SUDAN WATCH: UN warns of massive build-up of weapons, intensification of violence, including air attacks, groups rearming and violence spreading beyond Darfur

Saturday, January 08, 2005

UN warns of massive build-up of weapons, intensification of violence, including air attacks, groups rearming and violence spreading beyond Darfur

A report in the Guardian today quotes Charles Gurdon, an analyst with a British consultancy firm, as saying Darfur was more important to the Sudanese government than the south, because its population is Muslim, like most of the north, and because the bulk of the army comes from there.

The report also quotes him as saying the southern Sudan peace deal was a result both of Western pressure and Sudan's desire to end its pariah status in the international community. "If Libya and Iraq and others can come off the U.S. list of state sponsors of terrorism, Sudan also has to try," he said. "It is a calculated position - this way they can have more time to sort out western Sudan."
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Note, Khartoum has so much breathing space now, it's unreal. No wonder Sudan's President is excited and acts magnanimous offering to now "consider" power sharing with Darfur. Khartoum must be feeling free to carry on as they wish. The peace deal means they don't even have to completely withdraw their troops from southern Sudan for another 2.5 years.

While Khartoum gives the impression of welcoming peace (what they really welcome is the heat being taken off them) it seems as though Darfur is back to square one. The past 22 months of hell -- costing 400,000 lives and displacing millions of people - and two U.N. Security Council resolutions threatening possible sanctions along with a bill signed by President Bush last month -- it's like none of it ever happened.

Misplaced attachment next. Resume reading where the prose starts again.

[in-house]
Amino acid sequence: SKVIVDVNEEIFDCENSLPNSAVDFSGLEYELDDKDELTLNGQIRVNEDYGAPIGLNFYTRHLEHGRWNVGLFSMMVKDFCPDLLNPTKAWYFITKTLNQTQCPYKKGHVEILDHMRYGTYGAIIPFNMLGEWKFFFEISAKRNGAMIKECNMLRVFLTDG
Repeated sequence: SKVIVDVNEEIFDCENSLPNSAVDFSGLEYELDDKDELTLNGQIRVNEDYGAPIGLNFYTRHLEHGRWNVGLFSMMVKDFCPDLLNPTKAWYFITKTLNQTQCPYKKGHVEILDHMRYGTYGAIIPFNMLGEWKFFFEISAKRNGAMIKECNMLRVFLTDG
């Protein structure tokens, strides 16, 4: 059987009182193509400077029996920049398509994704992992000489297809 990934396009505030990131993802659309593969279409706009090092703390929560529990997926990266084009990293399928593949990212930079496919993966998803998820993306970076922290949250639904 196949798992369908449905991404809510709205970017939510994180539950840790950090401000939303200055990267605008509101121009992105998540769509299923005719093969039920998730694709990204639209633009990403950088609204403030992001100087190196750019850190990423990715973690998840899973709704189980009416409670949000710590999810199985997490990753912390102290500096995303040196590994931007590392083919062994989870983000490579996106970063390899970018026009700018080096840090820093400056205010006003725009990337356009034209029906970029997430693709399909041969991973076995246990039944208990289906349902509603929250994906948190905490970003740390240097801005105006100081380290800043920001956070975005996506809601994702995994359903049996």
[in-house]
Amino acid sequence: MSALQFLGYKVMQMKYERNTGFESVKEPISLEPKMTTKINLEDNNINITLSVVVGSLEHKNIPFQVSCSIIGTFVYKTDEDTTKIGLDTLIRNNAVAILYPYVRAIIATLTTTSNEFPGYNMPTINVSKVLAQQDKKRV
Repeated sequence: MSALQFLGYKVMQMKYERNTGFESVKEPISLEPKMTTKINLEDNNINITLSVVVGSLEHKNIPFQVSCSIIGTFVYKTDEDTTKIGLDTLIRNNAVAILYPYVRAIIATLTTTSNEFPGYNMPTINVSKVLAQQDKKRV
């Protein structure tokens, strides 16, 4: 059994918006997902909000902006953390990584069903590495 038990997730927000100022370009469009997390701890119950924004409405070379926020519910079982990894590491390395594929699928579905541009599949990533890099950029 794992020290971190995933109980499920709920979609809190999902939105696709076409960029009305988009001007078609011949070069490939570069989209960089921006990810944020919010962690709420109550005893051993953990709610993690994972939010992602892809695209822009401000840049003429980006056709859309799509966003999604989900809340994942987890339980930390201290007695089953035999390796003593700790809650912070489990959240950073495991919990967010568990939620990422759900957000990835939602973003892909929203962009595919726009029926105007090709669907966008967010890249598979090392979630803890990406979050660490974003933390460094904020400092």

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Early next week, the UN Security Council meets to discuss Kofi Annan's latest report warning that swift action must be taken over the security situation in Darfur or intense violence could break out. In the report, Mr Annan said groups were re-arming and violence was spreading beyond the region -- both the government and rebels had repeatedly violated the ceasefire agreement, and the government had started a massive build-up of forces and logistics -- and the massive build-up of weapons and intensification of violence, including air attacks, suggested the security situation in Darfur was deteriorating.
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How many times have we heard that before? It feels like a return to April/May of last year. Even the BBC news online is dusting off its old Janjaweed photo [see below] from eight months ago. And the caption still seems the same.

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Mr Annan says Khartoum is again using militia in its operations
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SUDAN'S PARTIAL PEACE

Here is an excerpt from an article entitled "Sudan's Partial Peace" via Crisis Group Jan 7: